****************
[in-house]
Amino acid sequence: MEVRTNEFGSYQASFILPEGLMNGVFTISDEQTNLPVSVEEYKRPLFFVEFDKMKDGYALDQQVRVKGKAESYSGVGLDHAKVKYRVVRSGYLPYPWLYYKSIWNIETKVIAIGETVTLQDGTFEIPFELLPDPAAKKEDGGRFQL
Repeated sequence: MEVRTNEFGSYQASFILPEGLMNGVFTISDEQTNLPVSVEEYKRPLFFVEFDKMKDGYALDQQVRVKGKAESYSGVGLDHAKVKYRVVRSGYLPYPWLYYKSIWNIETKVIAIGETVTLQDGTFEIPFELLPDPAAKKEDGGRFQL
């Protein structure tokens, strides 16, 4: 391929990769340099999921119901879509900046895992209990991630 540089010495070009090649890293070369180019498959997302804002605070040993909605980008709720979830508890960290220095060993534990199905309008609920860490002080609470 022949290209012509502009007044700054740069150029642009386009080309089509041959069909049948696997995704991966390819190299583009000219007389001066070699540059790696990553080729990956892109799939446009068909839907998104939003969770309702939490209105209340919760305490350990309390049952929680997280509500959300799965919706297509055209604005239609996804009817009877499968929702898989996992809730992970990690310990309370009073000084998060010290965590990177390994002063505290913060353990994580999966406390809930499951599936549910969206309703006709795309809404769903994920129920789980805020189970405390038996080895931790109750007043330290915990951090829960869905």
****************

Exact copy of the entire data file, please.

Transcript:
[in-house]
Amino acid sequence: MEVRTNEFGSYQASFILPEGLMNGVFTISDEQTNLPVSVEEYKRPLFFVEFDKMKDGYALDQQVRVKGKAESYSGVGLDHAKVKYRVVRSGYLPYPWLYYKSIWNIETKVIAIGETVTLQDGTFEIPFELLPDPAAKKEDGGRFQL
Repeated sequence: MEVRTNEFGSYQASFILPEGLMNGVFTISDEQTNLPVSVEEYKRPLFFVEFDKMKDGYALDQQVRVKGKAESYSGVGLDHAKVKYRVVRSGYLPYPWLYYKSIWNIETKVIAIGETVTLQDGTFEIPFELLPDPAAKKEDGGRFQL
């Protein structure tokens, strides 16, 4: 391929990769340099999921119901879509900046895992209990991630 540089010495070009090649890293070369180019498959997302804002605070040993909605980008709720979830508890960290220095060993534990199905309008609920860490002080609470 022949290209012509502009007044700054740069150029642009386009080309089509041959069909049948696997995704991966390819190299583009000219007389001066070699540059790696990553080729990956892109799939446009068909839907998104939003969770309702939490209105209340919760305490350990309390049952929680997280509500959300799965919706297509055209604005239609996804009817009877499968929702898989996992809730992970990690310990309370009073000084998060010290965590990177390994002063505290913060353990994580999966406390809930499951599936549910969206309703006709795309809404769903994920129920789980805020189970405390038996080895931790109750007043330290915990951090829960869905």